Hertfordshire under Met Office yellow warning for storms
- Credit: Victoria Jones/PA
Met Office forecasters have issued a yellow warning for thunderstorms in Hertfordshire.
The warning is in place over most of Great Britain and Northern Ireland, excluding the northern part of Scotland, today (Monday, August 15), tomorrow (Tuesday, August 16) and Wednesday, August 17.
Along with thunderstorms, meteorologists believe the UK is set to experience torrential downpours, which could lead to sudden flooding and potential road closures after dry conditions for more than one month.
According to the Met Office, homes and businesses "could be flooded quickly, with damage to some buildings from floodwater, lightning strikes, hail or strong winds".
Trains and buses could also be cancelled as a result of flooding and lighting strikes.
There is a "slight chance" of power cuts and the loss of other services to residential areas.
A spokesperson for the Met Office said: "Already some showers to start the day, but these likely to become more widespread and heavier through the late morning and afternoon, lasting into the evening in places.
"Some counties are likely to miss the worst of these storms but where they do occur, slow-moving torrential downpours could produce 20-30mm inside an hour, with 40-50mm falling in around two-to-three hours in a few spots.
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"Hail and frequent lightning could pose additional hazards for some."
By Wednesday, the stormy weather is likely to have eased in most parts of the country.
Hertfordshire, Essex and Suffolk will remain under a yellow warning in the East of England.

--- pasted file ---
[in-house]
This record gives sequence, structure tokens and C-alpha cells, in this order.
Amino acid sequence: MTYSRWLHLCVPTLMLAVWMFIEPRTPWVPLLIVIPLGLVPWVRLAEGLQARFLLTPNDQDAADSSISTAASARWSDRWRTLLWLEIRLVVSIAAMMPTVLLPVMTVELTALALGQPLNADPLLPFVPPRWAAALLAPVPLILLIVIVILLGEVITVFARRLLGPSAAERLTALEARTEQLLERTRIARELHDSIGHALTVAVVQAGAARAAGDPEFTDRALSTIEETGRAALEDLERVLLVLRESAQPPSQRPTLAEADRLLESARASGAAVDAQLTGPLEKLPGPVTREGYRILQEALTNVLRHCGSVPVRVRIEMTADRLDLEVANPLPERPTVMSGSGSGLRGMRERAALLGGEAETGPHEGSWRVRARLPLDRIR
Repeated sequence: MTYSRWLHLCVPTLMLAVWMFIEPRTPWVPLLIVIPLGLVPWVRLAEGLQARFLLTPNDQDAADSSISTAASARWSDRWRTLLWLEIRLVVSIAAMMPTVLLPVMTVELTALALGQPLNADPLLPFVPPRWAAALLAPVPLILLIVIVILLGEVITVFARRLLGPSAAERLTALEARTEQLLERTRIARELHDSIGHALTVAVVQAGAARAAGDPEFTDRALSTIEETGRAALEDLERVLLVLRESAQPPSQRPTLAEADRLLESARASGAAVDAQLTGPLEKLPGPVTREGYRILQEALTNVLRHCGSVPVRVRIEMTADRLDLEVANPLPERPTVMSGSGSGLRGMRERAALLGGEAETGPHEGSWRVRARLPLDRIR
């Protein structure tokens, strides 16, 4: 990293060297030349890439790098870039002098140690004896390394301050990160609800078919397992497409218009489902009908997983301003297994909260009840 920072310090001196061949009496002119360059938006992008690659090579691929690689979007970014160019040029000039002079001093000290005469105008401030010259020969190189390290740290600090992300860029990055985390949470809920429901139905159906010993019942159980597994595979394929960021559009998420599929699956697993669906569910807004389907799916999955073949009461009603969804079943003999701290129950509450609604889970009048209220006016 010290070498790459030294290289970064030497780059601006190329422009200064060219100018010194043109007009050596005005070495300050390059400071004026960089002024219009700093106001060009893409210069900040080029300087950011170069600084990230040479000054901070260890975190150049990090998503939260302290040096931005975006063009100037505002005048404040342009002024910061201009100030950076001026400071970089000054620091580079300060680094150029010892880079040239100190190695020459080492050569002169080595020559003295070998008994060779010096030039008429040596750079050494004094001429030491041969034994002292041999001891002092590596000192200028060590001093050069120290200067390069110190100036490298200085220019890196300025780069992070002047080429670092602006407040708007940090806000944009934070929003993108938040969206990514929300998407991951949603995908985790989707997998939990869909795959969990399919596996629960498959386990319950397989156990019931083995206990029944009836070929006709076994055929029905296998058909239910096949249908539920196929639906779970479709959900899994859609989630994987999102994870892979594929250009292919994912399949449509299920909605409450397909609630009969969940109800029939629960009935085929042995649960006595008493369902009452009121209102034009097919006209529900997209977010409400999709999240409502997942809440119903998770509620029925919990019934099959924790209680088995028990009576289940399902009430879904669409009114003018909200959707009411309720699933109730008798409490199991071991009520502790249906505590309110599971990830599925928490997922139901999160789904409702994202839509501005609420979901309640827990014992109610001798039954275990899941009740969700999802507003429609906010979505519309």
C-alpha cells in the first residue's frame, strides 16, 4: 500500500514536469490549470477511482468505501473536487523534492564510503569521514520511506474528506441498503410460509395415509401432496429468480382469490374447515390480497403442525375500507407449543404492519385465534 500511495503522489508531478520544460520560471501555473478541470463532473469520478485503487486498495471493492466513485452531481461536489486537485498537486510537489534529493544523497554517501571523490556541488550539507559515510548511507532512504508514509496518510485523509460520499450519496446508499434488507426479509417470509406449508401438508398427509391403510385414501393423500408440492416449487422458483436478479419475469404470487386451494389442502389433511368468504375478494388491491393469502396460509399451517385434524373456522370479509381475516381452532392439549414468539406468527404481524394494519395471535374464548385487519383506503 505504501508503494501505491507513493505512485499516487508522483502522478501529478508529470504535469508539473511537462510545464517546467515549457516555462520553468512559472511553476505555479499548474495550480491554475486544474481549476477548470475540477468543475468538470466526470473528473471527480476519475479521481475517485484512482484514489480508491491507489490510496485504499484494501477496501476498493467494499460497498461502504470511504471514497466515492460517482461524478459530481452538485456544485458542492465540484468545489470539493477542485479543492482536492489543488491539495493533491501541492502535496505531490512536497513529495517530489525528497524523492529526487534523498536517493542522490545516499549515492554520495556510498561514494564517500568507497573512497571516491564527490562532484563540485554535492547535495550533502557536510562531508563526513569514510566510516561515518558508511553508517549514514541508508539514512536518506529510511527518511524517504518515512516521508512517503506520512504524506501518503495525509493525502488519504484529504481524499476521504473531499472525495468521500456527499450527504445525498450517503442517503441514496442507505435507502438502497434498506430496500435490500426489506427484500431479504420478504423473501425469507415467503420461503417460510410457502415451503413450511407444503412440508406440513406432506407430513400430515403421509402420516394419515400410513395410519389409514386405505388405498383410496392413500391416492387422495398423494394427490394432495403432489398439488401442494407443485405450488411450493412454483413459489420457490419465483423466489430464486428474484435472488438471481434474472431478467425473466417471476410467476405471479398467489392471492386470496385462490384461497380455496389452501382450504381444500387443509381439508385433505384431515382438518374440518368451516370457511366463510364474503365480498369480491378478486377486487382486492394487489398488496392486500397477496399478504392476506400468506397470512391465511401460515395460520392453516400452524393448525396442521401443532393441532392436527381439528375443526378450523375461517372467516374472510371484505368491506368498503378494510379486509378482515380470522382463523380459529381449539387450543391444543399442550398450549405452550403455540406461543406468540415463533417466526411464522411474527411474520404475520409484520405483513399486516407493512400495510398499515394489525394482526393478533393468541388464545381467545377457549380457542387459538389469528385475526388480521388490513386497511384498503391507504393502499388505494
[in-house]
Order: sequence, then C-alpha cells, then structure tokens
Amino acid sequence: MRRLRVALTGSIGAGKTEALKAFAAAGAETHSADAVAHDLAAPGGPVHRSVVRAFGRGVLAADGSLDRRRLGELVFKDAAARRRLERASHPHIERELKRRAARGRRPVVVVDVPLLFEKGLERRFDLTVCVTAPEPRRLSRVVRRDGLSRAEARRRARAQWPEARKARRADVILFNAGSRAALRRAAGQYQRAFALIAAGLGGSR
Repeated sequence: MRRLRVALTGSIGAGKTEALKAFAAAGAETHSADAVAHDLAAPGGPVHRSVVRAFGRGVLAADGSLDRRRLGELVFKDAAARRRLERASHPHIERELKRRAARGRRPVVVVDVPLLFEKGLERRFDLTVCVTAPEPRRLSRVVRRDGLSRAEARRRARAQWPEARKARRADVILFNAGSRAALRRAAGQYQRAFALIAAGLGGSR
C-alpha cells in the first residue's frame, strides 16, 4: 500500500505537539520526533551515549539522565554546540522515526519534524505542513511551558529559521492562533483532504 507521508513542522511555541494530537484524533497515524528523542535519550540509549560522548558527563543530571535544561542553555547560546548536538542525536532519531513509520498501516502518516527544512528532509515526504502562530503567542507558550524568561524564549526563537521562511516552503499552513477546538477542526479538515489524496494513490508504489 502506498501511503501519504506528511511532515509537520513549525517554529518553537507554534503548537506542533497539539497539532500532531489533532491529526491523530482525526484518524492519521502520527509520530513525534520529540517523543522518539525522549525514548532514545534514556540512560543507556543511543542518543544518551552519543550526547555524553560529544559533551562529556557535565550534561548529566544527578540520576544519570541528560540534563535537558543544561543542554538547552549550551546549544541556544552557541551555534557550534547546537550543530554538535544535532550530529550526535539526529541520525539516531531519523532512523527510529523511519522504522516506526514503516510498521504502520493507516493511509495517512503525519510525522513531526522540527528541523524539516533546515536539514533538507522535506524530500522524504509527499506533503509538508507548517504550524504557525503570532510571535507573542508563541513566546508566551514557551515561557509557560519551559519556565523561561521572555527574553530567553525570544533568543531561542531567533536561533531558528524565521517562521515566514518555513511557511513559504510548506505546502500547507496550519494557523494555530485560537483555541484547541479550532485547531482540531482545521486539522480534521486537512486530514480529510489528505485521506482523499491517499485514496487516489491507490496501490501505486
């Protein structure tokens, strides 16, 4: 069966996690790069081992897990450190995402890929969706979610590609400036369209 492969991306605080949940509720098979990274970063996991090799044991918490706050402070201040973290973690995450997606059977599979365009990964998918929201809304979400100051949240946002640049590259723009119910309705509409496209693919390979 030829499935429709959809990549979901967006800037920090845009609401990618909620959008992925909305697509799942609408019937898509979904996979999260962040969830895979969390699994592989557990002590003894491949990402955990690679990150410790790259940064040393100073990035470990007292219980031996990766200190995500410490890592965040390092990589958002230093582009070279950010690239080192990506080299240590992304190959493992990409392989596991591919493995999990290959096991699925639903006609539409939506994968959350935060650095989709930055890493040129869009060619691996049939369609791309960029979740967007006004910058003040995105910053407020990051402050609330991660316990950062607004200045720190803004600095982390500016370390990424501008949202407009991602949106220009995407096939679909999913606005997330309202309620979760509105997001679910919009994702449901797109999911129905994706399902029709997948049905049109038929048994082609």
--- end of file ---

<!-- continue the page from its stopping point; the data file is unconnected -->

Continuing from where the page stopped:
London, the South East and the South West are also likely to experience storms into Wednesday.
The storm warning follows a period of "extreme heat" for the nation, with temperatures consistently topping 30C.
July 2022 was the driest since 1935 according to Met Office observers, while the Hertfordshire heat record was broken in Buntingford, East Herts on Tuesday, July 19 - the mercury hit 39.2C, beating the previous 37.9C record set at Aldenham, near Watford on August 10, 2003.
Firefighters have responded to the arid conditions by supporting a "league of extraordinary farmers" partnership.
Farmers in rural Hertfordshire can buy approved adapters for water pipes so fire crews can access a steady supply of water in rural locations, if they need it.
Jo Whitaker, people and wildlife officer at Panshanger Park, between Welwyn Garden City and Hertford, said wildlife is "struggling" as a result of the dry weather.
She said: "These prolonged dry temperatures are now very noticeable in our local green, or more accurately yellow, spaces.
"Panshanger Park has been suffering from the lack of rain. The grassland areas are dry and brittle with very little recent growth.
"This is to such an extent that the longhorn cattle have been given some hay to supplement their diet as the grass isn’t currently providing enough nutrition for them.
"The arid conditions across many of our habitats mean that our wildlife may be struggling too, so if you have a garden and are able to make some water available for wildlife please do."
Hertfordshire County Council's highways team is urging residents to be aware of the flood risk associated with storms.
A spokesperson said: "There is a weather warning in place for thunderstorms in Hertfordshire from August 15 to August 17, with a chance of heavy showers that could cause disruption or flooding.
"Please make sure to take care and allow extra time for journeys if you must travel."
Official observations show highs of 32C at Met Office stations in Bedford and London Heathrow Airport.
Slightly lower temperatures are forecast today, with highs of around 29C in Hertfordshire - cooling to around 25C at around 7pm when storms are due t hit.
Tomorrow (August 16) is set to be cooler still with highs of 24C in the northern part of the county.
Wednesday's highs are forecast at 21C.